Author Profile - Prince Mensah

Prince Mensah was born in August 1977 in Accra, Ghana. He attended Adisadel College, Extra Mural Academy, African-American HIV University and Mediation Training Institute. His works have been published in One Ghana, One Voice, Munyori Journal, UNESCO's Other Voices International Project, and the Dublin Writer's Workshop. He lives in Maryland, USA with his wife, Charisse. Prince is open to visiting colleges and universities in the USA to promote Ghanaian poetry and culture. Feel free to contact him about opportunities to market African poetry.

Prince is the head of North American promotions for One Ghana, One Voice.

Five questions with Prince Mensah:

1. You live in the US. What was the reaction in your own community to Obama's victory?

I had the honor of witnessing this historic event with my father. Both of us were in awe of this spectacular event. I had all my Ghanaian friends on the phone after 11:10 EST when it was certain Barack had won. I was drenched in tears of joy. I felt exceedingly proud to be an African. I felt happy to be alive that moment. America had finally come to terms with the wisdom and intelligence of the black identity. I wept for my ancestors who came to America as slaves and for those whose brethren were taken away from them. I wept because I was witnessing history, a déjà vu that took so long to occur. The tears were the catharsis of a race long underestimated and a world in thirst for an example of excellence.

2. What do you think Obama's victory does for the hopes of Africans?

Barack Obama is not the President of Africa, so I think in as much as his victory holds symbolic essence for Africans; we cannot goad him with our expectations. Barack’s obligations, first and foremost, are to the good people of the United States of America. Barack’s success should inspire a paradigm shift in African politics. The Mugabe-style of politics and the senseless civil war mentality have to be buried once and for all. The world has reached a junction of common sense and we, Africans, cannot be left behind. We cannot allow stagnant traditions and redundant systems to impede the progress that our continent badly yearns for. Young Africans must begin to agitate for change. Chieftaincy must be made dynamic and relevant in our cultures. Traditions and customs have to be reassessed to meet 21st century challenges. Corruption and cronyism must be purged from our countries if we can ever attain the change we desire.

3. Do you think Obama's personal connection to Africa will influence the way his government treats the continent in the coming years?

It should. Barack is in a unique position to revamp US foreign policy towards Africa and other parts of the world. Other countries and cultures deserve the same respect that the USA demands from everybody else. The sermon of equality is both for the preacher and the congregation. Barack has the opportunity to do the right things the right way. America is great when it is good. Nobody likes bullies and the euphoria over his election is a perfect PR opportunity to launch a comeback of American leadership in the world.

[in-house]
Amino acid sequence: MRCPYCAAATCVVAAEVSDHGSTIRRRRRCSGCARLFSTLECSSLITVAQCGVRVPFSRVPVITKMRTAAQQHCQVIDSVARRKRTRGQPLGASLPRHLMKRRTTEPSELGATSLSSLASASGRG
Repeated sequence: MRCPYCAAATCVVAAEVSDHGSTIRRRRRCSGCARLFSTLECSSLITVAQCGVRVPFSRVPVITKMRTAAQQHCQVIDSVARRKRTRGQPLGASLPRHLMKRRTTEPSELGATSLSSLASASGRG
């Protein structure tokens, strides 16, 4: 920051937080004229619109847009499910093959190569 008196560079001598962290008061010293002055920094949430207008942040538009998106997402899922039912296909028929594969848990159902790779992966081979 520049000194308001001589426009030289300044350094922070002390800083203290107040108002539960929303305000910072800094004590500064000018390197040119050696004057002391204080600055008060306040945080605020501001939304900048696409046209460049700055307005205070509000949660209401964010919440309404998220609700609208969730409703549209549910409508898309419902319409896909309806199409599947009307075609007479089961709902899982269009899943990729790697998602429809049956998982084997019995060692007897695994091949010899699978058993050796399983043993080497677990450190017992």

4. In your particular position of being both an African and an American, do you feel a particular personal connection with Obama?

I do. I am like Barack’s father: a student sojourner in America. I have an American wife and I am exceedingly glad that our children can look at Barack Obama and see the possibilities in their respective destinies. I find a connection with the President-elect because, like him, I have dreams that seem impossible. The wonderful thing is that, like him, my dreams shall also come to pass. The most beautiful thing about his success is that it is not primarily based on color. It is based on his character; his willingness to dream and change the world, one person at a time.

5. You have two new books out. Could you please tell us more about them and what we can do if we'd like to purchase a copy?

My two books are "Memoirs of a Native Son" (a book of poetry about an African in Diaspora) and "Seven Steps to Amazing Love" (A Guide for Christians in search of true love). "Memoirs of a Native Son" is about past and present exceptional Africans. It goes into the psyche of a young African, still caught up in the struggles of his/her fathers, as well as fighting his/her own battles. "Seven Steps to Amazing Love" is a no-holds barred discussion about how to use principles in the Bible to get to the love of your life.

"Memoirs of a Native Son" can be bought online through Publish America, Amazon, Barnes & Noble, Borders and Target. The ISBN number is 1606729365 if you want to purchase it from a local store. The ISBN number for "Seven Steps to Amazing Love" is 9781606478844. It can also be purchased online through Xulon Press, Amazon, Barnes & Noble, Borders and Target. I hope everyone gets a chance to get a copy.

Contact Prince:

Email: pryncemensah(at)


Julian said...

Prince, this is a wonderful piece of writing and I am certain Barack would love to have a copy.The Dream of Martin Luther King Jr. has now turned to reality and we are all happy to be part of this history and see it happen. Now all the dead civil rights activists and nationalists such as Nkrumah can finally rest in peace. We have made history as a black race. For once we can be judged on the basis of our capability and not on colour thanks to Americans who yearned for change and Obama, the hero.
Well done Prince

Anonymous said...

This site is very rich with intelligent African poetry. A lot of universities worldwide can use the poetry on this site to learn about Africa. Do you guys have a magazine or newsletter? That could put you guys on the map. I agree, the poem about Obama and change is splendid.

Rob Taylor said...

Thanks for your interest and support, David.

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